The door complained as it slid open. Sharp fingers of the late afternoon sun forced Sour's eyes into a squint. This was San Francisco, then. His thirty-third birthday. His eyes opened as they adjusted to the light. Crip limped around him and heaved his twisted legs over the side. Cinders crunched as Sour eased himself out of the boxcar.
As the last of the daylight died they set their camp. Crip's dark hands crumpled last week's newspapers and lit a fire. The headline, "Germany in Poland" blazed into tiny sticks. But the fire was little comfort to their shrunken bellies.
Sour poked cautiously around the yard. One car caught his eye. Most refrigerated cars were locked, having hooks or knobs to which chains were attached. This one, a Seattle & Pacific, was open. He pulled on the door and felt the rush of cool air. Match light revealed ice and enormous fish crammed together. Inside he hoisted one onto his shoulder.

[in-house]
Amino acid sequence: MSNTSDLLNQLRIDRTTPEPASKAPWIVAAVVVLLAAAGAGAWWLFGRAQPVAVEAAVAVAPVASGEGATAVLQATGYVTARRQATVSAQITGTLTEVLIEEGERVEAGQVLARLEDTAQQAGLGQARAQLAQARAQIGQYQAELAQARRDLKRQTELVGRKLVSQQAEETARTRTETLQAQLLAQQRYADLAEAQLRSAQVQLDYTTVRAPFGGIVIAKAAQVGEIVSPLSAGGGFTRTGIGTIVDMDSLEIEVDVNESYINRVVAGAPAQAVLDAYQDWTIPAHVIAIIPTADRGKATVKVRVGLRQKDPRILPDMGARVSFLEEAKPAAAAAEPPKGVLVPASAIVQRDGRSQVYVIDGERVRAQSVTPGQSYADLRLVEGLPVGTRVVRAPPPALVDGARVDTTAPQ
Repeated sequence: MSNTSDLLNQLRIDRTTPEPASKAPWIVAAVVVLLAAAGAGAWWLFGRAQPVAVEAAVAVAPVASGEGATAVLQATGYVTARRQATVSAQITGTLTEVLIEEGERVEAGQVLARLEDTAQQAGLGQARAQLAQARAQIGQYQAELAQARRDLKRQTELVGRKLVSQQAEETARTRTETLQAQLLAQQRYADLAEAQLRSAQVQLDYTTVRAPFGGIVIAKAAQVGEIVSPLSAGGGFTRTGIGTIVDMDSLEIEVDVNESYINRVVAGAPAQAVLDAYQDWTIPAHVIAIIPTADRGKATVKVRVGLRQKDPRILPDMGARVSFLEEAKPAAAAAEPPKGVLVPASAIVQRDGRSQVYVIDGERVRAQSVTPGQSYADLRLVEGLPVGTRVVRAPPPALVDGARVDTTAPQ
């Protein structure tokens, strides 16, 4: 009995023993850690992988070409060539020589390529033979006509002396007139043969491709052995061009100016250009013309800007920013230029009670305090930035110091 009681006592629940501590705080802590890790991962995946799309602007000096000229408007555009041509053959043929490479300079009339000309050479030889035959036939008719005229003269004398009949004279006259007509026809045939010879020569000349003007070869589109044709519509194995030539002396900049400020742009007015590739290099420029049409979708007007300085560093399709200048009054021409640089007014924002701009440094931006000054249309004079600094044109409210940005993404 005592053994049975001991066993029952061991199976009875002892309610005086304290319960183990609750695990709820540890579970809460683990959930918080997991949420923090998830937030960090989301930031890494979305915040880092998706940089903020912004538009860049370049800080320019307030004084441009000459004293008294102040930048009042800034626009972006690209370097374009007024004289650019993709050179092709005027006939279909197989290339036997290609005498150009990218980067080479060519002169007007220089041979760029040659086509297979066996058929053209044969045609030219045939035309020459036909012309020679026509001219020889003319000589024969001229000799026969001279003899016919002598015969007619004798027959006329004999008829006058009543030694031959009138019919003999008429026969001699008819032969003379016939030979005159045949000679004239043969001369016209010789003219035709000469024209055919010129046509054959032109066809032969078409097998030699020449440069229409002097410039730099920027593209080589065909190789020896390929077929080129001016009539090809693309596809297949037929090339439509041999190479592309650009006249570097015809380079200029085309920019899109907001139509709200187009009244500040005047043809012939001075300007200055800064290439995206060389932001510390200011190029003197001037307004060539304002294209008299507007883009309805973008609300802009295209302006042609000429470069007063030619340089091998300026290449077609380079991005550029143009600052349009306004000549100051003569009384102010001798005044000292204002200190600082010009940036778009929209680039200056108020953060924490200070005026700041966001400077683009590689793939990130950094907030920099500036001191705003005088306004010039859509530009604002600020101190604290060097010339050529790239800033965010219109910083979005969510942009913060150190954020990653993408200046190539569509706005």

At the fire they cut pink steaks from the salmon and ate the oily meat until they couldn't move.
Sour, in Teutonic gutturals, told Crip about last year when a farmer's wife had given him an entire pie for painting a fence and how the sweet tang of the apples and the dry crust was like the loneliness stuck to the roof of his heart.
"But you mit me is zhe entire verld," he concluded.